The big news today is that cash corn bids have surpassed $4 in parts of Iowa. This seemed impossible only a couple of months ago.
In addition to continued price rallies, we have seen an extremely strong basis. Basis is the difference between the futures price and the cash price. Its value is primarily determined by transportation costs, storage costs and local demand conditions. Northwest Iowa has a historical basis of 43 cents under the futures price. It did not seem to fluctuate much from this up until last year, when record late planting pushed prices higher and lower production saw end users bid up for remaining stocks.
Meanwhile basis at our local ethanol plant is currently only 8 cents under. With December corn futures currently trading around $4.14, that means cash prices are $4.06.
Basis tracking is important because it also helps give us a good indication of what crop is really out there. The fact that we are at the tail end of our harvest and basis is this strong should tell us something. This is the time of year when end users should be flush with supply, yet, the basis levels suggest otherwise. It is a pretty strong signal that the crop was well below expectations.
For a brief period, our basis was 20 cents over Chicago last year and so it would not be surprising to see us hit that level again this year.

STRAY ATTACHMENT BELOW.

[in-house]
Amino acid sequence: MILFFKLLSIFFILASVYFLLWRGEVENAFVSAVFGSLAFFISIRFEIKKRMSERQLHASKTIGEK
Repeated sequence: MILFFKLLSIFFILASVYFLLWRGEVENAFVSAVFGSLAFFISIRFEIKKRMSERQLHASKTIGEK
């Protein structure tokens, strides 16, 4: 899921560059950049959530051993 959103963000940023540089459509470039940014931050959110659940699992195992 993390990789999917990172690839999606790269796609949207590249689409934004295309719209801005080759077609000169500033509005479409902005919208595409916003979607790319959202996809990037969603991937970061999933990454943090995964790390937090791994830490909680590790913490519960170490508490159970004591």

How widespread is this?
The question then is how widespread is this or is it simply limited to just parts of Iowa?
Some traders were surprised that USDA did not lower corn yields more than what they did in the October report, and are beginning to expect a downward revision in the next report. USDA is known for taking their sweet time when it comes to updating reports, which allows end-users more time to buy cheap grain from farmers.
No doubt there were several good production areas this year, but the market still remains skeptical of an overall 178.4 bpa yield for corn and 51.9 bpa for beans.
And then there’s South America
Things really begin to get interesting when we look at what is going on in South America right now. Dry weather in Mato Grosso is pushing back planting season to the point they won’t be able to meet export commitments in January. This should help improve our exports as China will have nowhere else to go for soybean needs for at least another month.
It also calls into question Brazil’s ability to get their second crop of corn planted on time. Time is limited between their first crop of beans and their second crop of corn. Either they will have to reduce their planted area to compensate, or they run the risk of a much lower yield.
It is pure speculation at this point, but it would not be far-fetched for Brazil to lose 10 million metric tons, which amounts to nearly 400 million bushels. This would represent a yield reduction of over 4 bpa here in the U.S.
Don’t wait too long
Before we all get too excited, let’s remember what the market has done the last several years. Since 2014, each time we rose above the $4 threshold, we didn’t seem to stay around very long. As the old saying goes, the market takes the stairs up to the top, but it takes the elevator down to the bottom. If you have unsold bushels, the market appears to be giving us a gift today and it would be prudent to act on it.
Only two months ago the market was completely depressed, and it seemed unimaginable that things could turn around as quickly as they have. Any farmers surveyed a few months ago would have jumped at these prices and so it is important to stay disciplined and reduce your risk by continuing to make sales. That is the purpose of risk management.